NCERT Solutions for Class 11 Biology Chapter 19: Excretory Products and their Elimination
1. Define Glomerular Filtration Rate (GFR).
Ans. The amount of the filtrate formed by the kidneys per minute is called glomerular filtration rate (GFR). GFR in a healthy individual is approximately 125 ml/minute, i.e., 180 litres per day.
2. Explain the autoregulatory mechanism of GFR.
Ans. The kidneys have autoregulatory or built-in mechanisms for the regulation of glomerular filtration rate (GFR). One such efficient mechanism is carried out by juxtaglomerular apparatus (JGA). Juxtaglomerular apparatus is a microscopic structure formed by cellular modifications in the distal convoluted tubule and the afferent arteriole at the location of their contact.
It has important role in regulating the renal blood flow and glomerular filtration rate. When there is a fall in the glomerular filtration rate, it activates the juxtaglomerular cells to release rennin (an enzyme that is produced by the granular cells of afferent arteriole at the JGA). Renin brings the GFR back to normal by the
activation of the renin-angiotensin mechanism. It enzymatically converts angiotensinogen (made by the liver) into angiotensin I.
3. Indicate whether the following statements are true or false :
(a) Micturition is carried out by a reflex.
(b) ADH helps in water elimination, making the urine hypotonic.
(c) Protein-free fluid is filtered from blood plasma into the Bowman’s capsule.
(d) Henle’s loop plays an important role in concentrating the urine.
(e) Glucose is actively reabsorbed in the proximal convoluted tubule.
Ans. (a) True.
Micturition is the act of passing urine. The wall of urinary bladder is stimulated by the
stretch receptors located in it and the urine is passed by reflex action.
ADH or anti diuretic hormone is produced by the hypothalamus and secreted by the posterior pituitary gland. ADH increases the re-absorption of water in the collecting ducts and reduces the rate of formation of
Glomerular filtrate contains all the components of plasma except protein.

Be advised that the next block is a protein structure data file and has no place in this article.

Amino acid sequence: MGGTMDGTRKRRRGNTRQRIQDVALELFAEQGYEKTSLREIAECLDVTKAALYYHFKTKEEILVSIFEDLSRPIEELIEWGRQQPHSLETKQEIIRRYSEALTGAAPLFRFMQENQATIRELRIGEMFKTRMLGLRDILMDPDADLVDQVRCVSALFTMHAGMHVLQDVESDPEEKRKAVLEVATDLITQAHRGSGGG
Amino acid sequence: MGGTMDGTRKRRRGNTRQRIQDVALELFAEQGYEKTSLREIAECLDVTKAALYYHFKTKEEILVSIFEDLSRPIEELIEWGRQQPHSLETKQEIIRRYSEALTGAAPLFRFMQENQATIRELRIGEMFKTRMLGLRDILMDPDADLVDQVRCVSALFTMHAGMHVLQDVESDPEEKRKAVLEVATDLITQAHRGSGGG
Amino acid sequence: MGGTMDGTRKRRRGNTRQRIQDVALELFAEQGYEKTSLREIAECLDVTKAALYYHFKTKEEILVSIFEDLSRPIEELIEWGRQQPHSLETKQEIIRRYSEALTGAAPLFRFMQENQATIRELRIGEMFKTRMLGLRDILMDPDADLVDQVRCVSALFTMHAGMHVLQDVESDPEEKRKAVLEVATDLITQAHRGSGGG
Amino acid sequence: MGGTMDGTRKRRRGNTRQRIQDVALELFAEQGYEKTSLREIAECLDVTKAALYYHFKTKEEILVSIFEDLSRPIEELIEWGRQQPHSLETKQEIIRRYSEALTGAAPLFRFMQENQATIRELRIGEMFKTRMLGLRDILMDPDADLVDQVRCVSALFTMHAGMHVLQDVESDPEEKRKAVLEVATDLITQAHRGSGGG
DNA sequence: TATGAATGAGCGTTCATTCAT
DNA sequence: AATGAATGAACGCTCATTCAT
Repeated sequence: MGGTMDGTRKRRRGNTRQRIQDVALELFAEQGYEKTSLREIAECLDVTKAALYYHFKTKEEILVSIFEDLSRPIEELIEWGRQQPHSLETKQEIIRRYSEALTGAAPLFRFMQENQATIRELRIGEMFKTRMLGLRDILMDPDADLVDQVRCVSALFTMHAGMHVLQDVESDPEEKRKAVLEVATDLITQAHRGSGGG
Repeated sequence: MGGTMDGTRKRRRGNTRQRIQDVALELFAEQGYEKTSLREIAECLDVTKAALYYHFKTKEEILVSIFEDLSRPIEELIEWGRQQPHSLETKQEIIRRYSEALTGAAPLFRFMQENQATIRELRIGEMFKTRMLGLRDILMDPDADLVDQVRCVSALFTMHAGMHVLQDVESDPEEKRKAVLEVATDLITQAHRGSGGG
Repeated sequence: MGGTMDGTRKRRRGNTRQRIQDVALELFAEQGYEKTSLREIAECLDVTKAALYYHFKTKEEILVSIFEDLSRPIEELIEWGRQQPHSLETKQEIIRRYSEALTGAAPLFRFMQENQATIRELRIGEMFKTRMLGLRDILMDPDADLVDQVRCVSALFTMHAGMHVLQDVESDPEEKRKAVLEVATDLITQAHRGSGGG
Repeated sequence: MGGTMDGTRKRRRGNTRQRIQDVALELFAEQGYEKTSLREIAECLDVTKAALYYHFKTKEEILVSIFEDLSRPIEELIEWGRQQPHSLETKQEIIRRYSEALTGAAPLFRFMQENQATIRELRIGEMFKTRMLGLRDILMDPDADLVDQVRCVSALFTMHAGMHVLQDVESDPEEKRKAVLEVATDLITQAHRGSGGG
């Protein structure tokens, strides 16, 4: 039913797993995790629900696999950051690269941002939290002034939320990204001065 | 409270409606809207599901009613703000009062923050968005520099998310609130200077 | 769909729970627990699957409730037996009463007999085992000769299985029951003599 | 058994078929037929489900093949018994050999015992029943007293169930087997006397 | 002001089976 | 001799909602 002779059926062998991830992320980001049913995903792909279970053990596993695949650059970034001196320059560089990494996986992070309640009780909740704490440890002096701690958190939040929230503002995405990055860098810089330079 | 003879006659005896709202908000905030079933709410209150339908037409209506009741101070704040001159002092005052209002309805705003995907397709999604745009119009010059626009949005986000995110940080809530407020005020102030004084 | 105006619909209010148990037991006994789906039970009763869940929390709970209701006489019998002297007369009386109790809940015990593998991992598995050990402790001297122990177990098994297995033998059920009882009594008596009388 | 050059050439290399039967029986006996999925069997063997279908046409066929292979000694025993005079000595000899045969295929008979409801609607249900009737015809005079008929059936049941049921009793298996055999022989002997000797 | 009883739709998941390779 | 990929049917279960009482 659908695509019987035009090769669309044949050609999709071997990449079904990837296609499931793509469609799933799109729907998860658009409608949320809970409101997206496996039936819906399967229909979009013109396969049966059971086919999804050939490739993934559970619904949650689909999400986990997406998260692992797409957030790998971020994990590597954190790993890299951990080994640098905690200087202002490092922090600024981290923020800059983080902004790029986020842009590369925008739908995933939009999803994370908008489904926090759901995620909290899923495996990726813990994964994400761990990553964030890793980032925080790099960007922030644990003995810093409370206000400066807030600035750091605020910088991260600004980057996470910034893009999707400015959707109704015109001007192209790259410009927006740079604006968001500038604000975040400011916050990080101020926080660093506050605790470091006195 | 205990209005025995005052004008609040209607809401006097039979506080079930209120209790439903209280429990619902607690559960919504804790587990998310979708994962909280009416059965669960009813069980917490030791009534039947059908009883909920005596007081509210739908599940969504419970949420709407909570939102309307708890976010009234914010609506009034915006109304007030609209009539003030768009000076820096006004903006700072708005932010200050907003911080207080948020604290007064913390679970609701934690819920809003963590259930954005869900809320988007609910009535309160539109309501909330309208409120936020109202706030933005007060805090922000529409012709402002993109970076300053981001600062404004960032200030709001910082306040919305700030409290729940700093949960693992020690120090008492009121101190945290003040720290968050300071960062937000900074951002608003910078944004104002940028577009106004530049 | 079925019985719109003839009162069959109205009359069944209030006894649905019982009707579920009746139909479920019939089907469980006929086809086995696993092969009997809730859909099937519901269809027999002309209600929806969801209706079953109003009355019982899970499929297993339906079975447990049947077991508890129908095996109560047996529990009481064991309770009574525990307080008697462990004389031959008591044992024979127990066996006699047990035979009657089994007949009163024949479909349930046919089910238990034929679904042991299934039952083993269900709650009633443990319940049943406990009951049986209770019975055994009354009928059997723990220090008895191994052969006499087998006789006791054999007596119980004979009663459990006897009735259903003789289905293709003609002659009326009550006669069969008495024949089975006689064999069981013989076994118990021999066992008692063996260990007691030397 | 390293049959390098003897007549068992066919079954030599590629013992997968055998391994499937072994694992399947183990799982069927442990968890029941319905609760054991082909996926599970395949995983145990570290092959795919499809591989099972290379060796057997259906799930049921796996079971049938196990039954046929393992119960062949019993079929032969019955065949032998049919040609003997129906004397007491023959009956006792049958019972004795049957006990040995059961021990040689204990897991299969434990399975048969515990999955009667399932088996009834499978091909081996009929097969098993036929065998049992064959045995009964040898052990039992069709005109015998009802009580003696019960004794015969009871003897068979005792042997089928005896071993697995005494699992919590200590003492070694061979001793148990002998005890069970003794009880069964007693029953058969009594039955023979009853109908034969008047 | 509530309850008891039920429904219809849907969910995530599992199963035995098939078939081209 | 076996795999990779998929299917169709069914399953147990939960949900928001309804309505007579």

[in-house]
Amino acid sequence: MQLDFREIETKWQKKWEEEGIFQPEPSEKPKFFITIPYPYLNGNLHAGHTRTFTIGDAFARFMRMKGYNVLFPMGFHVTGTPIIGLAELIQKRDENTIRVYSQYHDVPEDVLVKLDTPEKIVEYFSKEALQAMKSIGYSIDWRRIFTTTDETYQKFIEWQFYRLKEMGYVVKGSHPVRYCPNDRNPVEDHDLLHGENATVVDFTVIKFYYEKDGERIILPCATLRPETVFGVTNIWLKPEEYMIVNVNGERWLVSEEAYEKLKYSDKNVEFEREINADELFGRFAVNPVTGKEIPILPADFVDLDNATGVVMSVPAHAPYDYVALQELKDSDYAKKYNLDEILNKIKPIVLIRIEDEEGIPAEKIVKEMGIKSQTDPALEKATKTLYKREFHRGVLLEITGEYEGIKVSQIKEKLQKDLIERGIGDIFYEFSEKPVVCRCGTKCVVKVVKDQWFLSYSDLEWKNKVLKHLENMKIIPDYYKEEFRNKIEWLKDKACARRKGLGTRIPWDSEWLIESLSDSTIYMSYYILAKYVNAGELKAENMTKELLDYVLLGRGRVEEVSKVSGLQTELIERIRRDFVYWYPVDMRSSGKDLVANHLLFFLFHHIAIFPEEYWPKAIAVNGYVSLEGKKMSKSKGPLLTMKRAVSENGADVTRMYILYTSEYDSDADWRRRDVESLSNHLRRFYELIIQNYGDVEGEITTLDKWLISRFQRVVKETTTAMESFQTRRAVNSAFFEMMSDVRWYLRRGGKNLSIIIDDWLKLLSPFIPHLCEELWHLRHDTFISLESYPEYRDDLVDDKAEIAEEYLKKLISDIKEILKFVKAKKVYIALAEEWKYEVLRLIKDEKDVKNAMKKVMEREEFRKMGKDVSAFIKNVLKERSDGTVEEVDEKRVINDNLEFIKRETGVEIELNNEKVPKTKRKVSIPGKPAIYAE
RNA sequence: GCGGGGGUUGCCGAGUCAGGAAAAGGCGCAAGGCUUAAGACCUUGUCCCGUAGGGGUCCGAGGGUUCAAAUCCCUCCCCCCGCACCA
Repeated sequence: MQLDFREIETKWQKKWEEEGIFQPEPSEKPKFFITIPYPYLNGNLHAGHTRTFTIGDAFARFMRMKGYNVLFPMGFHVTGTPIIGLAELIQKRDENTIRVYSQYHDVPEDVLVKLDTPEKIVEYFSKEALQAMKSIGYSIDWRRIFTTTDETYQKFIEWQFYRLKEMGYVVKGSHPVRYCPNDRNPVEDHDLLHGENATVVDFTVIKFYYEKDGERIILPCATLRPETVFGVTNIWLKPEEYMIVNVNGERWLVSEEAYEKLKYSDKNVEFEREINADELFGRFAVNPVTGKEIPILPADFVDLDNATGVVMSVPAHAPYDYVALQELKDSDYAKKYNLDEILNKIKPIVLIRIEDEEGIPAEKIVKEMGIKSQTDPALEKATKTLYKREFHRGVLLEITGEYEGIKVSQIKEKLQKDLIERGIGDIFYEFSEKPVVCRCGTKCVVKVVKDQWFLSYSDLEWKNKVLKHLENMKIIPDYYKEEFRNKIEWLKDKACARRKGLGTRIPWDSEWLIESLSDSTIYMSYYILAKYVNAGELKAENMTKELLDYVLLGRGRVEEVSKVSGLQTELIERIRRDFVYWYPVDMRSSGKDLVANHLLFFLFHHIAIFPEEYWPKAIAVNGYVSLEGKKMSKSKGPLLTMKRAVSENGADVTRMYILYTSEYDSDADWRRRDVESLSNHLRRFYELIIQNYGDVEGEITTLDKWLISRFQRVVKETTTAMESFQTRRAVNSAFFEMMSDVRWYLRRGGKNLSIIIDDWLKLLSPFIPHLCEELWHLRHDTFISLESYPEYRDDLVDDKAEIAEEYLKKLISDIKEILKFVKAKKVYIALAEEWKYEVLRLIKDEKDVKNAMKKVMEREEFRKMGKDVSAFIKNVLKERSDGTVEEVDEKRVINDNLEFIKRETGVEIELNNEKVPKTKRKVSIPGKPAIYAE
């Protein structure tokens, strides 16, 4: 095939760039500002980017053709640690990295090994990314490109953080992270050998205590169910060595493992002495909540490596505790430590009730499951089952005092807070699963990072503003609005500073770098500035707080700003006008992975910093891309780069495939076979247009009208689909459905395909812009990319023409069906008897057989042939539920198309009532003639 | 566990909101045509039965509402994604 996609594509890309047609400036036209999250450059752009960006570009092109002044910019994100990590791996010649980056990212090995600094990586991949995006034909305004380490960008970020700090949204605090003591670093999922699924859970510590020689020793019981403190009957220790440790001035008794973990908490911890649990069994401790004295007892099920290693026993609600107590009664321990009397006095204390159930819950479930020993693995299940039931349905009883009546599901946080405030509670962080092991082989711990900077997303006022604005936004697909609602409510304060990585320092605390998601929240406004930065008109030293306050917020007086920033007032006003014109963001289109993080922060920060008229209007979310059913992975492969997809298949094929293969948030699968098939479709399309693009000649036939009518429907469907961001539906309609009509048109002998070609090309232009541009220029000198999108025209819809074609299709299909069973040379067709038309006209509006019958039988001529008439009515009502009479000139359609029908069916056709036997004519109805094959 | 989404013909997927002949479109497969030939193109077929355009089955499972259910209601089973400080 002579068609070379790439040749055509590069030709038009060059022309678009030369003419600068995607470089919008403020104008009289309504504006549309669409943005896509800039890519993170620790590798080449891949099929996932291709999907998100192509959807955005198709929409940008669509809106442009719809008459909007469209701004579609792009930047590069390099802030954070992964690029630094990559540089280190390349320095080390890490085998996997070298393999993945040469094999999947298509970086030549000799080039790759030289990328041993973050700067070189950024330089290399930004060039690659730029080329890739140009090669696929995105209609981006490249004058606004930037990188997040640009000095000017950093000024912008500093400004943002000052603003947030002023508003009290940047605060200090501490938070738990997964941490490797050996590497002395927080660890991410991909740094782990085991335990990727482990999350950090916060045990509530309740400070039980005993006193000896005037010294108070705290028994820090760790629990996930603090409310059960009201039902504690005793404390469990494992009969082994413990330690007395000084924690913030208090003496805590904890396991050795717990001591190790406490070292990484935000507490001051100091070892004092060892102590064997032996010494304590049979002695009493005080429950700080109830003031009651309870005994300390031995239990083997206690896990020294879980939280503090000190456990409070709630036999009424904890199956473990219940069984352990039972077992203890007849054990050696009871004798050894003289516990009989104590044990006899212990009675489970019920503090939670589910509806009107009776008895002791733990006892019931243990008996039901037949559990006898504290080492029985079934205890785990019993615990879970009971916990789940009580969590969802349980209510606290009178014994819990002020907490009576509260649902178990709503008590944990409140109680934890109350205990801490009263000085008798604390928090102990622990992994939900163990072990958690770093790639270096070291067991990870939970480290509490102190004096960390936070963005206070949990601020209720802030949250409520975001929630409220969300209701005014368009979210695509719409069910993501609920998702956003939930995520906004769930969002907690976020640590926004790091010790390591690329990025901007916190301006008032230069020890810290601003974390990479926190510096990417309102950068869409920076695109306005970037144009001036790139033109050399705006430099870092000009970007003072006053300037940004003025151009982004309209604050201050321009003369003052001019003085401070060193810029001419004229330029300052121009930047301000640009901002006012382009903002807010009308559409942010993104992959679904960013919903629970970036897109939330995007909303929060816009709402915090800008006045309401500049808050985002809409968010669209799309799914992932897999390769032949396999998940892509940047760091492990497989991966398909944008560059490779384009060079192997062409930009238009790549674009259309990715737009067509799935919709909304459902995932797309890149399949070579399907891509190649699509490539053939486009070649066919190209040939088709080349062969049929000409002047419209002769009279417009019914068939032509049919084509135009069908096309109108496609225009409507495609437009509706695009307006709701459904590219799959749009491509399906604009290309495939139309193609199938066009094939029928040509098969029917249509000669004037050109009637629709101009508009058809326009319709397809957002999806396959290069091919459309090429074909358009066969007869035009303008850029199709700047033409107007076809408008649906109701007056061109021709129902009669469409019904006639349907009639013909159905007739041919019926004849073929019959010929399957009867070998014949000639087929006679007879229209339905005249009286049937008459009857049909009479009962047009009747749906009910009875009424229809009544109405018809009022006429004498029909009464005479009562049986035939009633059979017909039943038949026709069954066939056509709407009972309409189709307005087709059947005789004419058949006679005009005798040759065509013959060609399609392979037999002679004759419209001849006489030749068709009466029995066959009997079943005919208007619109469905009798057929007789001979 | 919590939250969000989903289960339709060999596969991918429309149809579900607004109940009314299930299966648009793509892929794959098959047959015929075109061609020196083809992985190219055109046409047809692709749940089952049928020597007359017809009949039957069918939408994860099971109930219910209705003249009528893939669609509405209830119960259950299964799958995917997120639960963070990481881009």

The counter current multiplication in the loop of Henle is responsible for concentrating the urine.
Glucose and sodium are absorbed by the proximal convoluted tubule and returned to the blood by active transport.
4. Give a brief account of the counter current mechanism.
Ans. The counter-current mechanism is used to concentrate urine in the kidneys by the nephrons of the human excretory system. The removal of water makes the urine/ filtrate more concentrated. The Henle’s loop and vasa recta play a significant role in facilitating the countercurrent mechanism in kidney.
(a) Counter-current is formed by the flow of filtrate in the two limbs of Henle's loop, which is in opposite directions.
(b) The flow of blood in two limbs of vasa recta is also in a counter current pattern.
(c) NaCI is transported by the ascending limb of Henle's loop which is exchanged with the descending limb of vasa recta.
(d) NaCI is returned to the interstitium by the ascending portion of vasa recta.
(e) The small amount of urea enters the thin segment of the ascending limb of Henle's loop.
(f) This small amount of urea is transported back to the interstitium by the collecting tubule. It is facilitated by the special arrangement of Henle's loop and vasa recta that we call the counter current mechanism.
Significance: The counter-current mecha-nism helps to maintain a concentration gradient in the medullary interstitium. This leads to the easy passage of water from the collecting tubule thereby concentrating the filtrate (urine). This mechanism helps to maintain a concentration gradient.
5. Describe the role of liver, lungs and skin in excretion.
Ans. Role of liver, lungs and skin in excretion:
(a) Liver: It is large digestive gland and the part of digestive system. It secretes bile and helps in excretion metabolic products like cholesterol and other waste products through it. It converts ammonia into urea for the excretion. It converts the decomposed haemoglobin pigment into the bile pigments called bilirubin and biliverdin.